Will Haiti need donated can openers to open all that donated food?

Will Haiti need donated can openers to open all that donated food?

Will Haiti need donated can openers to open all that donated food?

Answers to your questions about the news.
Jan. 21 2010 6:50 PM

Does Haiti Have Enough Can Openers?

No, but there are plenty of machetes to go around.

Does it take a machete to open relief supplies? Click image to expand.
Does it take a machete to open relief supplies?

Following the massive earthquake that rocked Port-au-Prince last week, relief organizations have begun shipping canned goods such as Spam, tuna, evaporated milk, and baby formula to the Dominican Republic and the northern shores of Haiti. Do these donations pose a problem in a country where more than half of the population lives on less than $1 a day and lacks access to basic household supplies like can openers?

No. Major relief organizations say that a dearth of kitchen utensils wouldn't pose much of a problem at all when it comes to food aid. Since Haiti is predominantly an agricultural nation, there are plenty of machetes and small knives around for digging, harvesting crops, and preparing meals. Even before the earthquake, many residents of the island nation would have used their knives to pry open the lids of aluminum cans.

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In any case, a shortage of can-openers wouldn't have been a catastrophe. Although thousands of communities across the United States have announced canned food drives in response to the earthquake, most professional relief organizations advocate monetary gifts instead. The U.N. World Food Program, one of the primary humanitarian agencies directing the distribution of emergency aid, has already provided Haitians with 1 million rations of food, none of which were canned. Cash donations for Haiti are used to purchase food in the country's unaffected regions or in the Dominican Republic, to minimize transport costs and stimulate the local economy. Purchased items include cans of vegetable oil with screw-top lids and large sacks of beans and rice, as well as jars of peanut butter, bags of granola, and tinned sardines with pull-tabs.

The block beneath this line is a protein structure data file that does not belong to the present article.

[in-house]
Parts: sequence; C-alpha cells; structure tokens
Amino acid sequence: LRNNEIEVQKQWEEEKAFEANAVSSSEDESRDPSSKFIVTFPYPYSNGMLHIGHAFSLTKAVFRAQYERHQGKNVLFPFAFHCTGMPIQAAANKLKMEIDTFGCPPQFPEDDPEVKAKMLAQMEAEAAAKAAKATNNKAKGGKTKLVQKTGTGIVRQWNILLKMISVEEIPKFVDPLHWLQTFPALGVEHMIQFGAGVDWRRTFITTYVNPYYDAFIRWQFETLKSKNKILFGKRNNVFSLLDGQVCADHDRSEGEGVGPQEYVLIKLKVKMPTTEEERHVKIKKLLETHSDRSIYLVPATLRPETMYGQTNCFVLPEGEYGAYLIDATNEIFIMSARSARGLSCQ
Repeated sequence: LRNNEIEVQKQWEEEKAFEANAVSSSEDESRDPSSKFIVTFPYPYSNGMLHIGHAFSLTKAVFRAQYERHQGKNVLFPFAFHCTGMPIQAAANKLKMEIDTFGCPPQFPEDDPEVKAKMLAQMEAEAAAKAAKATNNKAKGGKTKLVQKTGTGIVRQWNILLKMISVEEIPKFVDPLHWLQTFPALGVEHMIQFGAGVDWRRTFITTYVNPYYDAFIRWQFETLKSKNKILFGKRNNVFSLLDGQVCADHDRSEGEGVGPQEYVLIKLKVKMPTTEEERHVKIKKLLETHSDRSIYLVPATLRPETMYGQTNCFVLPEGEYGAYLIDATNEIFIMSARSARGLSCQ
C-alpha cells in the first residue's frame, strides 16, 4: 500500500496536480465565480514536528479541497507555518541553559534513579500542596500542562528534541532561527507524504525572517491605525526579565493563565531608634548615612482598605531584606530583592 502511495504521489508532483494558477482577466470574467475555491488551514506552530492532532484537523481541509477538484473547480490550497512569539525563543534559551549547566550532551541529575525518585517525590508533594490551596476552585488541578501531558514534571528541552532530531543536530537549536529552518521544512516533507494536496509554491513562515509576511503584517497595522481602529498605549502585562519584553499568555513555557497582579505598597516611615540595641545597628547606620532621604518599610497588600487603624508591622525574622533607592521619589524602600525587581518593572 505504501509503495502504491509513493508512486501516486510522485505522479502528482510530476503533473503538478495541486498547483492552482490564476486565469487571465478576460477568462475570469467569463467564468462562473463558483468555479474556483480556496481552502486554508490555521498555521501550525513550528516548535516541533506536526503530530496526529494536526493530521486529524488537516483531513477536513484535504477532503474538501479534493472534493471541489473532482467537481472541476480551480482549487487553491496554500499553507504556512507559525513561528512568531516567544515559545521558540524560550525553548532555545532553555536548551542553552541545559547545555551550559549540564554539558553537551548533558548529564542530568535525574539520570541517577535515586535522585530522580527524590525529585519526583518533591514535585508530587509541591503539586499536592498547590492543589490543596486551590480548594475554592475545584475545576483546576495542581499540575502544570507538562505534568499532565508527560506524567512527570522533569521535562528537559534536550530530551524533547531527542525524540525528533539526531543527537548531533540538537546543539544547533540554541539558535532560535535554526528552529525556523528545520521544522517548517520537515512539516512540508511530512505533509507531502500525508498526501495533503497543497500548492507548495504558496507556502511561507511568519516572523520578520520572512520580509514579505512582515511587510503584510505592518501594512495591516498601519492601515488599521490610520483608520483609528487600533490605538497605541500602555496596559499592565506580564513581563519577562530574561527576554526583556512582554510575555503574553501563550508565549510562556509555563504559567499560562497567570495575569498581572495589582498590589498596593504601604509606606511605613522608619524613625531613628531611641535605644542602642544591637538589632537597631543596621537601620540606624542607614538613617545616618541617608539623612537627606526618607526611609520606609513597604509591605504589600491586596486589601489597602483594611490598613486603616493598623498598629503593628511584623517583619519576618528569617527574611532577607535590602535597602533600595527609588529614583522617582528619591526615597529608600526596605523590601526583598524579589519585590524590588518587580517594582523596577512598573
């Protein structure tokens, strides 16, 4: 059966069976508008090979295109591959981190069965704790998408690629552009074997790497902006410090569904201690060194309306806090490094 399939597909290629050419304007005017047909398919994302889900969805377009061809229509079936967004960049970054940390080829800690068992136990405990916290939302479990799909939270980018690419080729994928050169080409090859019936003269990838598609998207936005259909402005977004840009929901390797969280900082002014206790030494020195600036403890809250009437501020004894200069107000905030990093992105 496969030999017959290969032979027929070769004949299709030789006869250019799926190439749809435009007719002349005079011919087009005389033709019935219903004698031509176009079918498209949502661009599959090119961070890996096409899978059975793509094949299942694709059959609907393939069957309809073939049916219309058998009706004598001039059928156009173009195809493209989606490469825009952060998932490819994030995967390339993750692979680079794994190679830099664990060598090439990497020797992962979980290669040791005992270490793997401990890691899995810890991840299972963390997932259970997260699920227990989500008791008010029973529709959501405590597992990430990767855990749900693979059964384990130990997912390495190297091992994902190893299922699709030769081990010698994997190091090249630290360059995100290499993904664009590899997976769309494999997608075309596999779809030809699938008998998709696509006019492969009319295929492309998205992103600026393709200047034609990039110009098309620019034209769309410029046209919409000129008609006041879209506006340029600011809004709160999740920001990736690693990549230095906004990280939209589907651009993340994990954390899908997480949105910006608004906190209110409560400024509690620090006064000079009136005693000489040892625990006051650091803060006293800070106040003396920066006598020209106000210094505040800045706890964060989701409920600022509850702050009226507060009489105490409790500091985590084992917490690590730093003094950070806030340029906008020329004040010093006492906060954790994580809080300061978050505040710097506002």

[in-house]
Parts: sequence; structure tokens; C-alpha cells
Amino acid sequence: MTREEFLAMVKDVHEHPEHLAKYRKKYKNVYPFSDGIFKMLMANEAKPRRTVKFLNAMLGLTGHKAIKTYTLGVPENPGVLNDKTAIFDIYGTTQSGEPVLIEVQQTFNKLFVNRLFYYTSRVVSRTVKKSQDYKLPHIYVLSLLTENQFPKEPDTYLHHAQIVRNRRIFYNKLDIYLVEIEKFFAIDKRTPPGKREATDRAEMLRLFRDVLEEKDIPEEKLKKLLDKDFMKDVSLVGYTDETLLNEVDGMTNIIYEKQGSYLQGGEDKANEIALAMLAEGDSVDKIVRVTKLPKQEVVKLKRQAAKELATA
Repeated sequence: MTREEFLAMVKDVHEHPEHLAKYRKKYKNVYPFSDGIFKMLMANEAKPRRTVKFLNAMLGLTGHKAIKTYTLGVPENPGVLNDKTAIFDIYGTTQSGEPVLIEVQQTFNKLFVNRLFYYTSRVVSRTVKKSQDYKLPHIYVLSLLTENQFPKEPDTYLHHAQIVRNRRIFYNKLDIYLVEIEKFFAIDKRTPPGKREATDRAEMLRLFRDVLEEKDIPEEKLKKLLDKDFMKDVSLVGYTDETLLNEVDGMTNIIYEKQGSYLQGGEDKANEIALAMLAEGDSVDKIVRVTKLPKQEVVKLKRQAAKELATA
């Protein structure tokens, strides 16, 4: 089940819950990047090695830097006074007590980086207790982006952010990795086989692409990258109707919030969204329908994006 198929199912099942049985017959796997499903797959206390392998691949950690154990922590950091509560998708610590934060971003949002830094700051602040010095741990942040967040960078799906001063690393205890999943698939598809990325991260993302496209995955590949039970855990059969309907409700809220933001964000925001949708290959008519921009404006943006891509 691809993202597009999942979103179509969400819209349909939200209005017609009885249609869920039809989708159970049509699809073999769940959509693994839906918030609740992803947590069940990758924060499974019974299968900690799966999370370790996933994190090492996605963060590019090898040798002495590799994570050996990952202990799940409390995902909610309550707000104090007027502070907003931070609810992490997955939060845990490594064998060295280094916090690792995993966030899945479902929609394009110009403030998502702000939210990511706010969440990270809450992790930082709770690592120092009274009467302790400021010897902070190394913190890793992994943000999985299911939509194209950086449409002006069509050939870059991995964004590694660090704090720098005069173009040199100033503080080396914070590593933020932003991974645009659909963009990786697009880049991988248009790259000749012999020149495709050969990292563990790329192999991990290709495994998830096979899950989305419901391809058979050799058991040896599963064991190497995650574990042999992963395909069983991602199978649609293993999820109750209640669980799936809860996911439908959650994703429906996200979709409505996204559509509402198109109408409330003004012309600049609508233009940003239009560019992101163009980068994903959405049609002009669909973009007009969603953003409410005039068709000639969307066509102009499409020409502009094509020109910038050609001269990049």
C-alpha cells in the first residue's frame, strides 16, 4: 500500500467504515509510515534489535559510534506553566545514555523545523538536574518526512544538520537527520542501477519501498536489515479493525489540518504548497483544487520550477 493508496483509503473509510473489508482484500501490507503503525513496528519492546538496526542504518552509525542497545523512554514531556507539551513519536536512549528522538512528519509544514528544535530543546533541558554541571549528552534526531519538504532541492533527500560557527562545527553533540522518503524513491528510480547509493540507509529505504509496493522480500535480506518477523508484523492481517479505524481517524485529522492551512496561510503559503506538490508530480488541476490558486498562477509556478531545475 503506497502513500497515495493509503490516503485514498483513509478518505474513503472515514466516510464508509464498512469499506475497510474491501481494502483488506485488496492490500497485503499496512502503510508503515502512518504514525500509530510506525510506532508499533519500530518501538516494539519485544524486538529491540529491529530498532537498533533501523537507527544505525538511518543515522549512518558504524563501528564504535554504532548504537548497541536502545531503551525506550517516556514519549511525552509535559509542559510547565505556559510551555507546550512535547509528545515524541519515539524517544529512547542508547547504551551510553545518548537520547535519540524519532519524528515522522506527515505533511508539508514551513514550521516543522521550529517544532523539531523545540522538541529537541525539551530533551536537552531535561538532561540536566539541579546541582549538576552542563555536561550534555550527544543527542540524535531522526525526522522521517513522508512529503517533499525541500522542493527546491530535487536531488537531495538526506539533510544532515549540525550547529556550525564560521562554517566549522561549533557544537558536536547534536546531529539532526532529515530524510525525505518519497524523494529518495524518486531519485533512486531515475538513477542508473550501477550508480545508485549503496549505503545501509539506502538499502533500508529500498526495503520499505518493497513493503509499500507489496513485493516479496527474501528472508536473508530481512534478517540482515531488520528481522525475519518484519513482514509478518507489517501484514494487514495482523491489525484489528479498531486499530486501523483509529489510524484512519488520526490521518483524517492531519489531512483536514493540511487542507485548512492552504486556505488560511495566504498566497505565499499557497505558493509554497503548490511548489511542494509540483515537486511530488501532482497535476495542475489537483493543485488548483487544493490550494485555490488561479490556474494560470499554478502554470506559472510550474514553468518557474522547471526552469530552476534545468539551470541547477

Over the last two decades, advances in nutritional science and food packaging have virtually eliminated the need for canned goods. The U.S. Air Force dropped hundreds of thousands of Meals, Ready-to-Eat, or MREs, and vitamin-fortified high-protein biscuits onto Haitian soil in the last week. These portable, single-portion meals come in vacuum-sealed pouches that can be opened by hand. Made of a flexible metal-plastic laminate—aluminum on the inside, synthetic polymer on the outside—these sturdy bags are lightweight, watertight, and keep food from spoiling for up to five years.

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